New Year’s Eve on the Moon
You’ve got telescopes. You can see more
than the Great Wall of China. You can measure
the moving coastlines like someone on a train
watching the landscape gliding by, imagining
themselves a tireless runner, leaping hedges,
trees and houses, or in your case, oceans,
continents. The night reveals much more,
like turning a light on, like x-ray. You can choose
a city to focus on. It’s almost New Year’s Day
or it’s already been for hours. For one whole day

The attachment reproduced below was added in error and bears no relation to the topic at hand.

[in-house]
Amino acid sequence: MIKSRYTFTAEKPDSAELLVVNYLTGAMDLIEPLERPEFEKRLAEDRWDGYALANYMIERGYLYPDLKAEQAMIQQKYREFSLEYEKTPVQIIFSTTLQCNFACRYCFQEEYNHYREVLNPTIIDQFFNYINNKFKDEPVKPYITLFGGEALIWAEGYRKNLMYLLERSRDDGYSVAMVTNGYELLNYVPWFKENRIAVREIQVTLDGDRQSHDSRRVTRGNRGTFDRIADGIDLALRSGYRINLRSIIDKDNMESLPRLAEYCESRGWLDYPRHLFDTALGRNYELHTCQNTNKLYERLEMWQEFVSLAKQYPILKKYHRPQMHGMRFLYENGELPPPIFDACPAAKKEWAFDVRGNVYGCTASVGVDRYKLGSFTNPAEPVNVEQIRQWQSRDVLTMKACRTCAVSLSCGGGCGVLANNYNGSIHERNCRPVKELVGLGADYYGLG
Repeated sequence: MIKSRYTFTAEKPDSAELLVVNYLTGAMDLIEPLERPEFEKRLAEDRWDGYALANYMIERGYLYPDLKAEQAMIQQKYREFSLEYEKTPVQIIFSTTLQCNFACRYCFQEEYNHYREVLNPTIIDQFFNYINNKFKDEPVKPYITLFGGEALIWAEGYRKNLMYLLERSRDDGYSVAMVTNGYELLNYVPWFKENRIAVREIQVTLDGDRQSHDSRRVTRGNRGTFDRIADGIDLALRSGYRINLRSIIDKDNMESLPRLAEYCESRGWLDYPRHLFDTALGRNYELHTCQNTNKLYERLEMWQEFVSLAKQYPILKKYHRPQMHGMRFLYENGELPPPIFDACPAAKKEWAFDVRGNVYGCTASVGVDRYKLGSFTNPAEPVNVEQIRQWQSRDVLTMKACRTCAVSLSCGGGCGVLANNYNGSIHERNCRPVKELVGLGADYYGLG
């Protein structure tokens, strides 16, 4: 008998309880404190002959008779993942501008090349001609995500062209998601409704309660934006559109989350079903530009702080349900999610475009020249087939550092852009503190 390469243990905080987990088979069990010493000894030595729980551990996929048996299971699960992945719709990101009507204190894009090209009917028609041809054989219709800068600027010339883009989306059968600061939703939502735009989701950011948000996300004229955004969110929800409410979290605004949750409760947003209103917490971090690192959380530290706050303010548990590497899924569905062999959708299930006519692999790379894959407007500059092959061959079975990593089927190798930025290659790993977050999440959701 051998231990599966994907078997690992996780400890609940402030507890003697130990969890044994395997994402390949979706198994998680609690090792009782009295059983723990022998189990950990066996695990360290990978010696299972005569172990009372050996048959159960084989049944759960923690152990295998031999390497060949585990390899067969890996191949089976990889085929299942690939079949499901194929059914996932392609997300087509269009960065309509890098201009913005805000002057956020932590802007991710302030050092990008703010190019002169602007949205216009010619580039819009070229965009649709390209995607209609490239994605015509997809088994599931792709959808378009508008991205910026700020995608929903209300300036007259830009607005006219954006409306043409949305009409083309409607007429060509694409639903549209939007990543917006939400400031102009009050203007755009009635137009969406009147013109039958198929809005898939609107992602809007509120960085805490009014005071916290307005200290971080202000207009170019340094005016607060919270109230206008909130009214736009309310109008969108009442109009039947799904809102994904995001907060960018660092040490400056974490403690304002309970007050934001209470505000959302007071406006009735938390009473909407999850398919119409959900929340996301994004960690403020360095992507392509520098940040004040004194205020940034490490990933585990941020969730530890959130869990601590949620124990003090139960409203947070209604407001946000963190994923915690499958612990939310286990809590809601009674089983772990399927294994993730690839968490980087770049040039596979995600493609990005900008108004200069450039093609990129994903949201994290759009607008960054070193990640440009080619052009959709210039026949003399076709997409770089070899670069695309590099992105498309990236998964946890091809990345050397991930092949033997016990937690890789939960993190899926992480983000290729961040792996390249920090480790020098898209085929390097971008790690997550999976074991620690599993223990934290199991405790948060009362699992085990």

you can watch the flare of fireworks in the darkness
as cities come alight and, in the distance,
the brighter sway of sunlight sweeping in
over the horizon. On the moon who knows
what time it is, what day or year or month?
What’s to celebrate? What slow tides are moved
by the earth in all those dried up seas?
by Ciaran Parkes
Editor’s Note: This delightful poem calls to my mind astronaut Chris Hadfield singing “Space Oddity” on the ISS. And also, the flip of perspective seems strangely apt for the end of this particular year.